PHILADELPHIA -- It looks like it belongs in a beer league, something a slow-pitch softball slugger would drool over, but their Major League counterparts can't quite figure it out.
Vicente Padilla calls it a slow curveball. Vin Scully calls it the "Soap Bubble." If you're old school, "Eephus" comes to mind.
It's barely a blip on the sophisticated stadium radar guns, this high-arcing, slo-mo breaking ball of Padilla's. But whatever-you-call-it has coincided with yet another comeback in his unpredictable career. While observers might find it amusing, it's a serious weapon for Padilla.
Going into Tuesday night's start in Philadelphia, the former Phillies pitcher is duplicating the roll that helped the Dodgers down the stretch after his acquisition a year ago. After missing two months with an inflamed radial nerve in his forearm, Padilla has a 1.32 ERA since June 25, second lowest in MLB.
And the "Soap Bubble," which generally clocks in in the mid-50-mph range, has advanced from a gimmicky curiosity to a legitimate secondary pitch that complements Padilla's 94-mph fastball.
"It's slower than slow," said Dodgers manager Joe Torre, who remembers Pedro Borbon throwing a pitch just like it.
Scully said he named it the "Soap Bubble" as soon as Padilla started throwing it.
"It just reminded me -- you know the children's game where they have the little wire, and you dip it in the soapy water and you hold it up and you blow and this little bubble comes out?" said Scully. "And I was just looking at this, and I thought, 'God, it reminds me of a bubble,' and it just came out.
"We've never had any [Dodgers pitcher] throw that kind of a pitch. The guy who had the real one -- they call it the Eephus pitch -- that was a fellow named Rip Sewell, and that pitch was very high. And he would throw it once in a while and he threw it once to Ted Williams, and Williams hit it into orbit. But no, I never used [the term before] because we never had anybody with that pitch."
Padilla said he started throwing the pitch about three years ago, while with the Rangers.
"I used to throw submarine style, but it was 74, 75 [mph]," Padilla said. "Over the top, right now, I have more rotation, and it's slower. I just need to make sure it goes straight down and not across, and that's what's happening with better rotation. I have a lot of confidence I can throw it for strikes."
Padilla said deception is a key to pitching effectively, and the "Soap Bubble" helps him throw off hitters.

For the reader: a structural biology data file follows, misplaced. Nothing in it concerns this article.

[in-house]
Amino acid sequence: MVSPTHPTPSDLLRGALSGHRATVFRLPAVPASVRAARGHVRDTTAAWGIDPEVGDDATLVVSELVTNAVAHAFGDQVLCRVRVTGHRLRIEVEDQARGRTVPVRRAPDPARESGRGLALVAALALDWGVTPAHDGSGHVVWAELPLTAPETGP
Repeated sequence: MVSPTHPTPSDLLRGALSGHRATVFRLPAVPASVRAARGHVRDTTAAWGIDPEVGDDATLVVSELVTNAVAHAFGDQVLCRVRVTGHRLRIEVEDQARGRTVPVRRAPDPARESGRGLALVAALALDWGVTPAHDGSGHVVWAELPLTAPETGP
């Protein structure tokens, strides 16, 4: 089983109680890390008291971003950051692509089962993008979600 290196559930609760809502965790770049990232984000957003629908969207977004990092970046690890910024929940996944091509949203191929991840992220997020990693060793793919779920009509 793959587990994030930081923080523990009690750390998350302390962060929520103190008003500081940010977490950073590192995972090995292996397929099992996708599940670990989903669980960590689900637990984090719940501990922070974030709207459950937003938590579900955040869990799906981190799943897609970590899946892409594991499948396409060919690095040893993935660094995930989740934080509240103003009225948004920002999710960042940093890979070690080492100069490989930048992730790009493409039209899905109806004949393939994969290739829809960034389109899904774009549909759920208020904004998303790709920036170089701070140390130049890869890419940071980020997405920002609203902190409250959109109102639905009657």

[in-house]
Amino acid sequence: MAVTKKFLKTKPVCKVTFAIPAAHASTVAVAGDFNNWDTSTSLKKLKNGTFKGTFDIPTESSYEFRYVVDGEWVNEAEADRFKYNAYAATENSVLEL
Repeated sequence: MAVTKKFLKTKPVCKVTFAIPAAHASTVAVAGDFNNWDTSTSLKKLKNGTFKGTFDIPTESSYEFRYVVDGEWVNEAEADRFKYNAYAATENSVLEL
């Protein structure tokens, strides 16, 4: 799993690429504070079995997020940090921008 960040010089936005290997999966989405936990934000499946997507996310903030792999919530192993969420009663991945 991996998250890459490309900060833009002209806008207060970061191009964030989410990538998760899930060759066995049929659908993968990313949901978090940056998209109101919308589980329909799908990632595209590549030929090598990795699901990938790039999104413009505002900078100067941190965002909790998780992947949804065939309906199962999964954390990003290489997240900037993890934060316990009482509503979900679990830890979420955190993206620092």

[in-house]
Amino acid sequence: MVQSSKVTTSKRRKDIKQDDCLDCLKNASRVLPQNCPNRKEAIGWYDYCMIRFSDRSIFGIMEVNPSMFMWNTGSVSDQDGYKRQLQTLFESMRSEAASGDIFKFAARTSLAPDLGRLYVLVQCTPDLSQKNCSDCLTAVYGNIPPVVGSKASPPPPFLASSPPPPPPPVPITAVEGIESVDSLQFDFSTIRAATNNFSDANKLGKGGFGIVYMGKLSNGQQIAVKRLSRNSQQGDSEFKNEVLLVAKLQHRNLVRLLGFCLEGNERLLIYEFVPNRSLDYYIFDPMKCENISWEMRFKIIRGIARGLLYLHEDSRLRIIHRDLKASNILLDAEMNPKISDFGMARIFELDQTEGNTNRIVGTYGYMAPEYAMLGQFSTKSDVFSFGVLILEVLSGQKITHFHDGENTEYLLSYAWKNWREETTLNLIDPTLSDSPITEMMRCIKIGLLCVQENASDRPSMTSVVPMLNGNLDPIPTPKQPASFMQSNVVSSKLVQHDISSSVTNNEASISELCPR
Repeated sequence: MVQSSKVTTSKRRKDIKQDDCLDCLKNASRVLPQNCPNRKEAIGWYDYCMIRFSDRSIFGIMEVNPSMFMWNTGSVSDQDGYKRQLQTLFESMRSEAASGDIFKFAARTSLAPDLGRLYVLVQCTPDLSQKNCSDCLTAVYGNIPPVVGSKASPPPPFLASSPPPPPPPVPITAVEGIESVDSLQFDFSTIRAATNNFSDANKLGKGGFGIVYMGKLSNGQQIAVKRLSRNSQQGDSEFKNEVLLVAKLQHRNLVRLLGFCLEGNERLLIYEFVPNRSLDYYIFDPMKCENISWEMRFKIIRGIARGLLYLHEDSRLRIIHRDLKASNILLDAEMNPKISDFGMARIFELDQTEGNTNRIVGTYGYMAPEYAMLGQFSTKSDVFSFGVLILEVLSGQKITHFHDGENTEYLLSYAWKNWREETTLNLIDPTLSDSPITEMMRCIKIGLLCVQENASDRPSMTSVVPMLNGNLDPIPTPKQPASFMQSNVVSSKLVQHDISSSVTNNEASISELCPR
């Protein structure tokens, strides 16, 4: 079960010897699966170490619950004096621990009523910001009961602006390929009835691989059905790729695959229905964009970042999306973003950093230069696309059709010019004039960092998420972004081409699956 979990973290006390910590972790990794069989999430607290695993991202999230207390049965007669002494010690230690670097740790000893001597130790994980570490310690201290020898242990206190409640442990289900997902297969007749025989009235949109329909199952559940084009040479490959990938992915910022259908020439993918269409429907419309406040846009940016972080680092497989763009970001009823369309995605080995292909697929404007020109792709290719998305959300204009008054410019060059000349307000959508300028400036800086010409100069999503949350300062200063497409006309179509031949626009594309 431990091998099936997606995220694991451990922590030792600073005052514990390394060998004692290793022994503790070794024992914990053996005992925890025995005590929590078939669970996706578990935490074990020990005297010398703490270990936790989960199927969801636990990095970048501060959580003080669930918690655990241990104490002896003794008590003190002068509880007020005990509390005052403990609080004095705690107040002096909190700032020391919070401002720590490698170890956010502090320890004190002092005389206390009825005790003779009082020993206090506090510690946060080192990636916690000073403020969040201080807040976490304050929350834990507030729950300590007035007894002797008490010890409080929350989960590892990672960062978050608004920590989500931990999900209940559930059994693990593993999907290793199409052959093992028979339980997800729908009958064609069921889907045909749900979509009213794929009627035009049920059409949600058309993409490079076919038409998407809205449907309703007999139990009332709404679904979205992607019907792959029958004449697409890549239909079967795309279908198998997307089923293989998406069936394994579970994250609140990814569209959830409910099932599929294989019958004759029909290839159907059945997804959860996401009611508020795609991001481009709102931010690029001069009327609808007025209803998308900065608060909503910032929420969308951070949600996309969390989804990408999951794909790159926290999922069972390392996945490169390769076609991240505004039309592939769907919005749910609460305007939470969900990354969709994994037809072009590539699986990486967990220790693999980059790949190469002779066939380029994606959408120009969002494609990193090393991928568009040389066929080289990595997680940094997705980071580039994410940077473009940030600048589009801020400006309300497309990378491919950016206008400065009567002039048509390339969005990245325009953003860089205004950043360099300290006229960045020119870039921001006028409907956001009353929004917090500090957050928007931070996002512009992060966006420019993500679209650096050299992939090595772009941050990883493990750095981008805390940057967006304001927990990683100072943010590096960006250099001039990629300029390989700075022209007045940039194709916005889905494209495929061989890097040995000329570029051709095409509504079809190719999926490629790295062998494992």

"Not many pitchers throw a pitch that slow, so it's hard for the hitters, because they usually don't see pitches like that," Padilla said. "It's like a knuckleball -- the hitters aren't used to it. Some hitters might know it's coming, but I try to confuse them as much as possible when I throw it."
No argument from the opposition.
"I can see where it's hard to hit," San Diego catcher Yorvit Torrealba said, after Padilla shut out the Padres last week. "It keeps you off-balance."
"It's a funny little pitch," said Will Venable, Torrealba's teammate. "It might be different for other guys ... but I told myself I wasn't going to swing at it. I didn't know how consistently he threw it for strikes, so I wasn't going to swing at it. As soon as it came out of his hand, I was in auto-take mode."
Pitching coach Rick Honeycutt said that's exactly what Padilla is counting on.
"For the most part, it's been a fun pitch for him," said Honeycutt. "The majority of times, they take it, so it's kind of a free pitch for him. We tell him there are certain hitters you don't want to throw it to, but he reads hitters pretty well and he's going to do what he wants to do. He's just got the feel of it. He can really spin the ball. He uses it much more to lefties. At this level, they have to respect the fastball."
Honeycutt noted that Padilla has used the slow curve more frequently with less velocity and greater control since returning from his injury. Padilla averaged four "Soap Bubbles" per game before he was disabled, and is averaging nearly nine per game since.
Dodgers catcher Brad Ausmus said the pitch shifts the workload from the pitcher to the hitter.
"In order to drive the ball, the hitter has to supply all the power to get it to the gap or over the outfielder's head," said Ausmus. "So if you can throw that pitch for a strike, you'll have a better percentage than other pitches. It's a difficult pitch to square up and drive."
According to the pitch tracker on MLB.com's Gameday, Padilla has thrown the pitch 101 times this year, getting 27 outs while allowing only two hits -- both home runs. There have been 32 called strikes, two swinging strikes, five fouls and 38 balls.
"It's the way he pitches," Padres manager Bud Black said. "He's got that rare ability to flip that curve up there with good arm speed. That's hard to do."
Ken Gurnick is a reporter for MLB.com. MLB.com associate reporter Evan Drellich contributed to this story. This story was not subject to the approval of Major League Baseball or its clubs.